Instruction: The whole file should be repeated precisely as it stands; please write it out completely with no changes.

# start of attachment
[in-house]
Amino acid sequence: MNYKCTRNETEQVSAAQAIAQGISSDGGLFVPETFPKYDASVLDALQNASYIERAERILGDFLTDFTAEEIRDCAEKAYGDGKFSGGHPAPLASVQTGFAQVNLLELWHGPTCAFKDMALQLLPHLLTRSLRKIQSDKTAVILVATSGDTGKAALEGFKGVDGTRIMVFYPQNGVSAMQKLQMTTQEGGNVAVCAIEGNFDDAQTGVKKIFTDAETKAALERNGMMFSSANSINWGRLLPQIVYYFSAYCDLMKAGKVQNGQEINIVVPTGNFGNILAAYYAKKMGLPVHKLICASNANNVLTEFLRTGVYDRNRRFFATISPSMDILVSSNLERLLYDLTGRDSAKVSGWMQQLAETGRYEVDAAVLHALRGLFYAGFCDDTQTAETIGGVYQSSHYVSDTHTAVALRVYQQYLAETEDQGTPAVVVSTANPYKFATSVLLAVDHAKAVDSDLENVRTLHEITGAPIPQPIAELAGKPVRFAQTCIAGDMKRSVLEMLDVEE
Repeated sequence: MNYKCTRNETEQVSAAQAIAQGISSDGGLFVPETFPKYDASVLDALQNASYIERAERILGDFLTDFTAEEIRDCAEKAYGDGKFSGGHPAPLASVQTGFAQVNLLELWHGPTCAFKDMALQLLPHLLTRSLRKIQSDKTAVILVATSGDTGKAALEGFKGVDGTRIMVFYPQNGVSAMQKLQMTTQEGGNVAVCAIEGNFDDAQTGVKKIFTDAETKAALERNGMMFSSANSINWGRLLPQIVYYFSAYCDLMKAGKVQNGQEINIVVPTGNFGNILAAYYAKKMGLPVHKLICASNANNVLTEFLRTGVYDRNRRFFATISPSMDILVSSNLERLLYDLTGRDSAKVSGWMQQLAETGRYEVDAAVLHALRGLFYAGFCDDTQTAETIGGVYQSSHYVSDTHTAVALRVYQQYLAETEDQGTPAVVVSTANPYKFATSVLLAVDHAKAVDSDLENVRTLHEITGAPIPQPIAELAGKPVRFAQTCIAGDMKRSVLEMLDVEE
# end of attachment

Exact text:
[in-house]
Amino acid sequence: MNYKCTRNETEQVSAAQAIAQGISSDGGLFVPETFPKYDASVLDALQNASYIERAERILGDFLTDFTAEEIRDCAEKAYGDGKFSGGHPAPLASVQTGFAQVNLLELWHGPTCAFKDMALQLLPHLLTRSLRKIQSDKTAVILVATSGDTGKAALEGFKGVDGTRIMVFYPQNGVSAMQKLQMTTQEGGNVAVCAIEGNFDDAQTGVKKIFTDAETKAALERNGMMFSSANSINWGRLLPQIVYYFSAYCDLMKAGKVQNGQEINIVVPTGNFGNILAAYYAKKMGLPVHKLICASNANNVLTEFLRTGVYDRNRRFFATISPSMDILVSSNLERLLYDLTGRDSAKVSGWMQQLAETGRYEVDAAVLHALRGLFYAGFCDDTQTAETIGGVYQSSHYVSDTHTAVALRVYQQYLAETEDQGTPAVVVSTANPYKFATSVLLAVDHAKAVDSDLENVRTLHEITGAPIPQPIAELAGKPVRFAQTCIAGDMKRSVLEMLDVEE
Repeated sequence: MNYKCTRNETEQVSAAQAIAQGISSDGGLFVPETFPKYDASVLDALQNASYIERAERILGDFLTDFTAEEIRDCAEKAYGDGKFSGGHPAPLASVQTGFAQVNLLELWHGPTCAFKDMALQLLPHLLTRSLRKIQSDKTAVILVATSGDTGKAALEGFKGVDGTRIMVFYPQNGVSAMQKLQMTTQEGGNVAVCAIEGNFDDAQTGVKKIFTDAETKAALERNGMMFSSANSINWGRLLPQIVYYFSAYCDLMKAGKVQNGQEINIVVPTGNFGNILAAYYAKKMGLPVHKLICASNANNVLTEFLRTGVYDRNRRFFATISPSMDILVSSNLERLLYDLTGRDSAKVSGWMQQLAETGRYEVDAAVLHALRGLFYAGFCDDTQTAETIGGVYQSSHYVSDTHTAVALRVYQQYLAETEDQGTPAVVVSTANPYKFATSVLLAVDHAKAVDSDLENVRTLHEITGAPIPQPIAELAGKPVRFAQTCIAGDMKRSVLEMLDVEE